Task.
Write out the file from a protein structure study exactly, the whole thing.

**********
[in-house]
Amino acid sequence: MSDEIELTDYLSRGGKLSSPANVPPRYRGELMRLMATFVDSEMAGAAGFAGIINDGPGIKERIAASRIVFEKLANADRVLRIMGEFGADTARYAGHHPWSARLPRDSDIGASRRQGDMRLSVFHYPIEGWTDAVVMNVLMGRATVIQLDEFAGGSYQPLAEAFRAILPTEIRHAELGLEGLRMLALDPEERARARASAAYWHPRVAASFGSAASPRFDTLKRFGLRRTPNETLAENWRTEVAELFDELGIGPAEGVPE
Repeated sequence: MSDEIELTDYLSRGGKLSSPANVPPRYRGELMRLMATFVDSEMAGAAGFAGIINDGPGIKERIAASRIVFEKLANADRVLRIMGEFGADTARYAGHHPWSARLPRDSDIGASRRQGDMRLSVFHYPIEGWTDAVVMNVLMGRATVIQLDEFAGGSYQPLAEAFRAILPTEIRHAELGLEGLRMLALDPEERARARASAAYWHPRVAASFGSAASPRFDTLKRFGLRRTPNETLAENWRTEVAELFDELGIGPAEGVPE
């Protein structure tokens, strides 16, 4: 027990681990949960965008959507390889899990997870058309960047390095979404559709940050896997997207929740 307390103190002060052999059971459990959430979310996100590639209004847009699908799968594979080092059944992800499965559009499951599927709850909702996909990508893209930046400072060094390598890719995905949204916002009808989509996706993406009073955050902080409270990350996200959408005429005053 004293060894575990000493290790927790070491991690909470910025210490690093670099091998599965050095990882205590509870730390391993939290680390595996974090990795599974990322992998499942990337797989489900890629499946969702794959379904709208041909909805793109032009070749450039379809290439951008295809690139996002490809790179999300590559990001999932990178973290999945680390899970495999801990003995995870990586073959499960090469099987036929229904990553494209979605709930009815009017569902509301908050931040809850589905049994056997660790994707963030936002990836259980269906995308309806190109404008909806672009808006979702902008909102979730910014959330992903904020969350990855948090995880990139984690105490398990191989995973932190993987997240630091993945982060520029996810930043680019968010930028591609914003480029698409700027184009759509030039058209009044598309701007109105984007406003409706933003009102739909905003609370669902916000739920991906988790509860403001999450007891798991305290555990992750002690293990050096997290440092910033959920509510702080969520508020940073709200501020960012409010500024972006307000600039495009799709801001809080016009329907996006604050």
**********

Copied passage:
[in-house]
Amino acid sequence: MSDEIELTDYLSRGGKLSSPANVPPRYRGELMRLMATFVDSEMAGAAGFAGIINDGPGIKERIAASRIVFEKLANADRVLRIMGEFGADTARYAGHHPWSARLPRDSDIGASRRQGDMRLSVFHYPIEGWTDAVVMNVLMGRATVIQLDEFAGGSYQPLAEAFRAILPTEIRHAELGLEGLRMLALDPEERARARASAAYWHPRVAASFGSAASPRFDTLKRFGLRRTPNETLAENWRTEVAELFDELGIGPAEGVPE
Repeated sequence: MSDEIELTDYLSRGGKLSSPANVPPRYRGELMRLMATFVDSEMAGAAGFAGIINDGPGIKERIAASRIVFEKLANADRVLRIMGEFGADTARYAGHHPWSARLPRDSDIGASRRQGDMRLSVFHYPIEGWTDAVVMNVLMGRATVIQLDEFAGGSYQPLAEAFRAILPTEIRHAELGLEGLRMLALDPEERARARASAAYWHPRVAASFGSAASPRFDTLKRFGLRRTPNETLAENWRTEVAELFDELGIGPAEGVPE
């Protein structure tokens, strides 16, 4: 027990681990949960965008959507390889899990997870058309960047390095979404559709940050896997997207929740 307390103190002060052999059971459990959430979310996100590639209004847009699908799968594979080092059944992800499965559009499951599927709850909702996909990508893209930046400072060094390598890719995905949204916002009808989509996706993406009073955050902080409270990350996200959408005429005053 004293060894575990000493290790927790070491991690909470910025210490690093670099091998599965050095990882205590509870730390391993939290680390595996974090990795599974990322992998499942990337797989489900890629499946969702794959379904709208041909909805793109032009070749450039379809290439951008295809690139996002490809790179999300590559990001999932990178973290999945680390899970495999801990003995995870990586073959499960090469099987036929229904990553494209979605709930009815009017569902509301908050931040809850589905049994056997660790994707963030936002990836259980269906995308309806190109404008909806672009808006979702902008909102979730910014959330992903904020969350990855948090995880990139984690105490398990191989995973932190993987997240630091993945982060520029996810930043680019968010930028591609914003480029698409700027184009759509030039058209009044598309701007109105984007406003409706933003009102739909905003609370669902916000739920991906988790509860403001999450007891798991305290555990992750002690293990050096997290440092910033959920509510702080969520508020940073709200501020960012409010500024972006307000600039495009799709801001809080016009329907996006604050």